Jim Townsend, Jan 21, 2004
    #4
  5. Clicky

    Matt Guest

    "Clicky" <> wrote in message
    news:...

    Theoretically it should always be better to start with the largest
    picture and work backwards... at least that's what I've always been
    told. What methods are you using to downsize?
     
    Matt, Jan 21, 2004
    #5
  6. Clicky

    DJ Guest

    On Wed, 21 Jan 2004 12:38:19 -0500, "Clicky" <> wrote:

    >I've been photographing a lot of amateur bands with my DRebel lately. Most
    >of the band photos will be used on websites, I expect, but I've been taking
    >them in large format, high quality, so that they can be cropped, with room
    >enough left for quality printing.
    >
    >But when I shrink them down to web size, artifacts appear from too much
    >digital reduction.
    >
    >Should I be shooing in medium format, or maybe even small? If I shoot in
    >medium, then crop maybe 50% to reduce distractions, am I likely to still get
    >enough quality for 8x10 prints?
    >


    For web use I always shoot at best resolution then do the reduction in the
    camera. The reduction technique I use is to reduce in several stages, to abot
    80% each time, and re-sharpen at each step. I make sure to do the last reduction
    after the last sharpen i.e.

    reduce
    sharpen
    reduce
    sharpen
    ....
    Reduce

    2 or 3 steps before final size I may also lighten the picture a bit and tweak up
    the contrast.

    I do this not with PS but with Ulead PhotoImpact, which has a "reduce to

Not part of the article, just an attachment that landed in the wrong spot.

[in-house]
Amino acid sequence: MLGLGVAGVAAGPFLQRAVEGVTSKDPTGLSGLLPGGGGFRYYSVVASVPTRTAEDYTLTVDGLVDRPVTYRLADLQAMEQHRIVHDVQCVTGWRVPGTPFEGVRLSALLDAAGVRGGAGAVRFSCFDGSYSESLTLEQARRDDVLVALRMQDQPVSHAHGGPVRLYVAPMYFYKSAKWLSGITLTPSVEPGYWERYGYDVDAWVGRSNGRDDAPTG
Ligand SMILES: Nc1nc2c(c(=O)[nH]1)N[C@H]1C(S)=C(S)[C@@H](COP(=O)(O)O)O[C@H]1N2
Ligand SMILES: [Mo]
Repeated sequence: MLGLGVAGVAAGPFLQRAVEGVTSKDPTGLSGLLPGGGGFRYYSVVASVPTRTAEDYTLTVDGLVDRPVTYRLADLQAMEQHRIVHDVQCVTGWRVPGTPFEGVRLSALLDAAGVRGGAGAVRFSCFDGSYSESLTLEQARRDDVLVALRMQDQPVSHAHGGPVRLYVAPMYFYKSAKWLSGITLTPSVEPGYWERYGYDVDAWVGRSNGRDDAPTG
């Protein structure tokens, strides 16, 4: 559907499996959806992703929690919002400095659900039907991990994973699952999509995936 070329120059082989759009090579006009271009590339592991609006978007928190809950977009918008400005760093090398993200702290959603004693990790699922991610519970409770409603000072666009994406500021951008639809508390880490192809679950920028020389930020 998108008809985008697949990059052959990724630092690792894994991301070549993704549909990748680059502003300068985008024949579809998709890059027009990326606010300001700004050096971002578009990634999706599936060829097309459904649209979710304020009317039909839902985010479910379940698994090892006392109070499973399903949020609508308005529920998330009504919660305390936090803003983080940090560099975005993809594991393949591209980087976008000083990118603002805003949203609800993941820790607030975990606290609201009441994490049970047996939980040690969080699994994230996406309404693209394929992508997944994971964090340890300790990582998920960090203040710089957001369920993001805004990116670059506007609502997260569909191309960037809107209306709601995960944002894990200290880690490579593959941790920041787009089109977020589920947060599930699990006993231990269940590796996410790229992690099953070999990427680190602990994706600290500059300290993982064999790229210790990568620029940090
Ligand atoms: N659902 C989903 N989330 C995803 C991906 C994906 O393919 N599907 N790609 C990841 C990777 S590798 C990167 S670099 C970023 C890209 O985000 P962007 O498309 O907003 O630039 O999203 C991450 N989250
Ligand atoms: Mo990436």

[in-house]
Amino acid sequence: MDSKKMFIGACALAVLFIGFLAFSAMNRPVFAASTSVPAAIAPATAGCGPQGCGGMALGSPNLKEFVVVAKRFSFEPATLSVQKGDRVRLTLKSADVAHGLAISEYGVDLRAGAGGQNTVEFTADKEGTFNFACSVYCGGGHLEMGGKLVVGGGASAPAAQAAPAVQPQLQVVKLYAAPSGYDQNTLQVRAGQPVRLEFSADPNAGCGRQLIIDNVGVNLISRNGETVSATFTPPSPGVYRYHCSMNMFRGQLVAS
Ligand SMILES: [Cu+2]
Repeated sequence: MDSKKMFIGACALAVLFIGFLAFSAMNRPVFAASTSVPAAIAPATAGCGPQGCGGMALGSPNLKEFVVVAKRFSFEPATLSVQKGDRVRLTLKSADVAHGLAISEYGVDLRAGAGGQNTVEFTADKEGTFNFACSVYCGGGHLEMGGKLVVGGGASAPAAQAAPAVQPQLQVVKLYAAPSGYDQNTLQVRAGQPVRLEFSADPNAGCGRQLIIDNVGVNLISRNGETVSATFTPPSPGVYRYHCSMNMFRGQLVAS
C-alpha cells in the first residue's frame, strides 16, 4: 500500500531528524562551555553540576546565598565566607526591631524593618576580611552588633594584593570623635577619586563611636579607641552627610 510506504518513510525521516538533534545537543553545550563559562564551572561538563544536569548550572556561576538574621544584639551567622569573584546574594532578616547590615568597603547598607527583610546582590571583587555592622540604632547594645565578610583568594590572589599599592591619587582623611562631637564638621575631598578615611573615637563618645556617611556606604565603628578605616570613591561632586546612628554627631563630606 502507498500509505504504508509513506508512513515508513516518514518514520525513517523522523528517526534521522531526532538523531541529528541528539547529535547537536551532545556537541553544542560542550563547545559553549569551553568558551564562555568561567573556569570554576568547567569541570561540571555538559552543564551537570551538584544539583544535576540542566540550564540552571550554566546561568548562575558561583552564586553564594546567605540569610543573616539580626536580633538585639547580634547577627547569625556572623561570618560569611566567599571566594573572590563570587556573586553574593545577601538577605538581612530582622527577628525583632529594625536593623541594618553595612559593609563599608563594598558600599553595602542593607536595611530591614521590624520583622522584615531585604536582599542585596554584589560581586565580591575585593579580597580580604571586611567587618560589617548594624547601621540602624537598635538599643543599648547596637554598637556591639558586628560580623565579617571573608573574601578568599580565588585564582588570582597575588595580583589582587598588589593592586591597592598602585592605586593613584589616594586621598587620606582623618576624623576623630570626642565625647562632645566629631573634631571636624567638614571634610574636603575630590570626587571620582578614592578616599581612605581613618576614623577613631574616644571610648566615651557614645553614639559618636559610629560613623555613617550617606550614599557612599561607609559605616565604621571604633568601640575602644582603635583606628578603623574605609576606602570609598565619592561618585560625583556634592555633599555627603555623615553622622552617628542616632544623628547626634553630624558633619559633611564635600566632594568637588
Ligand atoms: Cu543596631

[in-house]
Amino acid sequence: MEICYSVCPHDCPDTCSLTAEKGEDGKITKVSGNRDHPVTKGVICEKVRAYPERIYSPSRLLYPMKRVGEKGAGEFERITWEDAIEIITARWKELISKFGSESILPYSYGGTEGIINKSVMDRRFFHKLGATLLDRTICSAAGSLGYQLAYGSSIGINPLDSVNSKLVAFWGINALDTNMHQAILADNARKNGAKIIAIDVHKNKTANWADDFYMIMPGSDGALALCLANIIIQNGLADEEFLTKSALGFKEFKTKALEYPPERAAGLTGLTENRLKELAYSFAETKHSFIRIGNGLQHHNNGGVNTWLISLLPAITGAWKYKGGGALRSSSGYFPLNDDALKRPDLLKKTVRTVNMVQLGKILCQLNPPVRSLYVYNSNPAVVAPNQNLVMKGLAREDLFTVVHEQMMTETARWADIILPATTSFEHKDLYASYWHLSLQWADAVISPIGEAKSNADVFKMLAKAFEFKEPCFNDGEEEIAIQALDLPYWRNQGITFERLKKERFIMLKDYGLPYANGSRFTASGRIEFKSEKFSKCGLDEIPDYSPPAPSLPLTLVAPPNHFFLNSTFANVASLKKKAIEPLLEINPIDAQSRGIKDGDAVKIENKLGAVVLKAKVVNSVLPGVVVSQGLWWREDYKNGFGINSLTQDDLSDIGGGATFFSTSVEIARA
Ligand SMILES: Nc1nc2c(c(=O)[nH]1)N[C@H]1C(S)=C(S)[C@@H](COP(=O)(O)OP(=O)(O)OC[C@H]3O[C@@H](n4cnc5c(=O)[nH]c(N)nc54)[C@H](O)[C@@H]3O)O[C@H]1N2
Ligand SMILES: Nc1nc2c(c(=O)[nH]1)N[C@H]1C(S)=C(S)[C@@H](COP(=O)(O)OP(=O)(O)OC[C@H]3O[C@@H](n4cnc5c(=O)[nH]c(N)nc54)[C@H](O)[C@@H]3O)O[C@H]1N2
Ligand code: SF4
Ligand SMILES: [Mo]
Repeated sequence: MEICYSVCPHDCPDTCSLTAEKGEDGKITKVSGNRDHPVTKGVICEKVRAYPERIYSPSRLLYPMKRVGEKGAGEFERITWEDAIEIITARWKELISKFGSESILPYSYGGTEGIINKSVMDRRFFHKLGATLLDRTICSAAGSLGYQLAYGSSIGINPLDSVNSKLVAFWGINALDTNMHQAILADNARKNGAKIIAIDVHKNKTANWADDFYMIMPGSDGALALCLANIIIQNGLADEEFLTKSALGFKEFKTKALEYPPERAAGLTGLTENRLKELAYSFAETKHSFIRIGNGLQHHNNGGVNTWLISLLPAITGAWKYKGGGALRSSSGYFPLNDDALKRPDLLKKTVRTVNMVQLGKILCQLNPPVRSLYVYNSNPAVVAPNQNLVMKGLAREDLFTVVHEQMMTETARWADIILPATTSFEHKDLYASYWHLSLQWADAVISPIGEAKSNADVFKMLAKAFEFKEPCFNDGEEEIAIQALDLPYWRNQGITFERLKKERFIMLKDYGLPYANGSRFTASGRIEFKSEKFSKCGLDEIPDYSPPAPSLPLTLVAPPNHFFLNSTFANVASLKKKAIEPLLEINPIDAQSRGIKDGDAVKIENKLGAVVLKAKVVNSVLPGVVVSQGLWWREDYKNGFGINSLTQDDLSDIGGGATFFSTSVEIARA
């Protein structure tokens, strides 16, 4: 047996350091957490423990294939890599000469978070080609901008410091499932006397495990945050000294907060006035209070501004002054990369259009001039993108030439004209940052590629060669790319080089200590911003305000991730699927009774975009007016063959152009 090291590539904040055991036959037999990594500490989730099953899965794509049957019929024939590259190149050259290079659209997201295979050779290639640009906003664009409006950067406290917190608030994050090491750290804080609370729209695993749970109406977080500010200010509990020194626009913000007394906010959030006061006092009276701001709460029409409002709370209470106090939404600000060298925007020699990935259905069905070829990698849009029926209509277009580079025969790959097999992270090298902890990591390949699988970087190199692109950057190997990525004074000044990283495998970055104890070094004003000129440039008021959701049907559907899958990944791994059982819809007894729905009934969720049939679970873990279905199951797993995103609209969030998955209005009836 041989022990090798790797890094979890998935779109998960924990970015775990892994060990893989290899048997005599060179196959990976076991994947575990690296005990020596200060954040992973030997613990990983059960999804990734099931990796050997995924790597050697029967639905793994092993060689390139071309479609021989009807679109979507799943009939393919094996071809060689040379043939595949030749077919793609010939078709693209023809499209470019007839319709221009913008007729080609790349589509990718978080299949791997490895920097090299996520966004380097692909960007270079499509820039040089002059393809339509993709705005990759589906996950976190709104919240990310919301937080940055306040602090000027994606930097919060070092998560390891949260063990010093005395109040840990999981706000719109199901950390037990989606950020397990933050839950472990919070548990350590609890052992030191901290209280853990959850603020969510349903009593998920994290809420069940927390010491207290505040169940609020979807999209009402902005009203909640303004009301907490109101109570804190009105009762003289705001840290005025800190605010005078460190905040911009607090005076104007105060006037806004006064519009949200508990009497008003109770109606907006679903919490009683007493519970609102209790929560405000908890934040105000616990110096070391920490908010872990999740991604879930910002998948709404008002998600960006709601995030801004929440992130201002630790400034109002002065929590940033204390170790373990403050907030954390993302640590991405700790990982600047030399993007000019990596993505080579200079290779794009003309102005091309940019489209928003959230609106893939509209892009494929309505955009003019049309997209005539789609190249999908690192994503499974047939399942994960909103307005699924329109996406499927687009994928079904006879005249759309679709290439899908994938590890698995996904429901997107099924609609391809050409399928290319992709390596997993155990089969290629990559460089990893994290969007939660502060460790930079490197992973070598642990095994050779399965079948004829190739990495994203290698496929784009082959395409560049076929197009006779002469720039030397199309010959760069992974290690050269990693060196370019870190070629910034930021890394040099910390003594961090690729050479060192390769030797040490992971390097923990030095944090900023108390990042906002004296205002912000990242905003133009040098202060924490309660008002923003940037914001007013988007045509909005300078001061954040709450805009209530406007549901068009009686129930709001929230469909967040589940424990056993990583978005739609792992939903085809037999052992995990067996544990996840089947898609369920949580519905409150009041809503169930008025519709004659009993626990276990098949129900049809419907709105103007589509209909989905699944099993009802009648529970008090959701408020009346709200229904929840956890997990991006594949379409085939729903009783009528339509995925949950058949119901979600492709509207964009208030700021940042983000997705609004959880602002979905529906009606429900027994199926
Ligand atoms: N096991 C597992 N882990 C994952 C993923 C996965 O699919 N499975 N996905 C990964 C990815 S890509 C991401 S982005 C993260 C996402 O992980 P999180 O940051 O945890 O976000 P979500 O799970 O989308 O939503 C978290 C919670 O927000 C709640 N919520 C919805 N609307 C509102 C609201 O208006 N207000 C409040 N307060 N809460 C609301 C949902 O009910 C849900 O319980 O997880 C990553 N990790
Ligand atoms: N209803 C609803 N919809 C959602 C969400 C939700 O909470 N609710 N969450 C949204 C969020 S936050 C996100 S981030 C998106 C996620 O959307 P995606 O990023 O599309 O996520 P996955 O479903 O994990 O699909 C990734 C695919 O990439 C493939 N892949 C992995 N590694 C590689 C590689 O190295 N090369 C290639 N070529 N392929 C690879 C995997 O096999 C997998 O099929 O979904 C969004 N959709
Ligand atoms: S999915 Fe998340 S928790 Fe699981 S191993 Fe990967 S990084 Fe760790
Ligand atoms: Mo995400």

percentage" control.

    I developed this after looking at newspaper websites, and wondering how they got
    such tiny pictures (maybe only 150 px) to look so clear in a 5-20K file.
     
    DJ, Jan 21, 2004
    #6
  7. Clicky

    Canopus Guest

    "Jim Townsend" <> wrote in message
    news:...
    > Clicky wrote:
    >
    > > I've been photographing a lot of amateur bands with my DRebel lately.

    Most
    > > of the band photos will be used on websites, I expect, but I've been

    taking
    > > them in large format, high quality, so that they can be cropped, with

    room
    > > enough left for quality printing.
    > >
    > > But when I shrink them down to web size, artifacts appear from too much
    > > digital reduction.

    >
    > This shouldn't happen.. What software are you using and what steps
    > are you taking to downsample the photos ??
    >
    >


    I'm afraid it is possible. Take, for instance (theoretically for
    convenience sake) a 1000 x 1000 pixel picture at 100ppi which would give a
    virtual size of 10 x 10 inches, resize it to 1 x 1 inch picture, now you
    have a small picture of 1 inch square with only 100 x 100 pixels. It is the
    same picture, but, look at all the pixel info that has disappeared. To make